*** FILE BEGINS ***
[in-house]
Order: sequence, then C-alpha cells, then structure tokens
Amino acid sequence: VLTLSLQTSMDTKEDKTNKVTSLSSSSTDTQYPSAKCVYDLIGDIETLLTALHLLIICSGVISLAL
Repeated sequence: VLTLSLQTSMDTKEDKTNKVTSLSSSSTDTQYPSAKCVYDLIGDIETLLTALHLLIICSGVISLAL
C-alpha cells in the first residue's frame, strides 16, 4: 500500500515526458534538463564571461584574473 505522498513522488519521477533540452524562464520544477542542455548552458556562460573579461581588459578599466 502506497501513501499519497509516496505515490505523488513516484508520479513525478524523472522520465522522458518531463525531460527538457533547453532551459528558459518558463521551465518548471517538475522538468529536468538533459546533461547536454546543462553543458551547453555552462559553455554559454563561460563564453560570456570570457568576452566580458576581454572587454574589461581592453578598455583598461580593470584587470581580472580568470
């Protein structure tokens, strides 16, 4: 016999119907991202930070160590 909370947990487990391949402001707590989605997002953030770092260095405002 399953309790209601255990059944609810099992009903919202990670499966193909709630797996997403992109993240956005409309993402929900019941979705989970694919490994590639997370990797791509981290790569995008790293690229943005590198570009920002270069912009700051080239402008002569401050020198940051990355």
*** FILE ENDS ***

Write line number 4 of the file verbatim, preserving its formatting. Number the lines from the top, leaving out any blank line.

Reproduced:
Repeated sequence: VLTLSLQTSMDTKEDKTNKVTSLSSSSTDTQYPSAKCVYDLIGDIETLLTALHLLIICSGVISLAL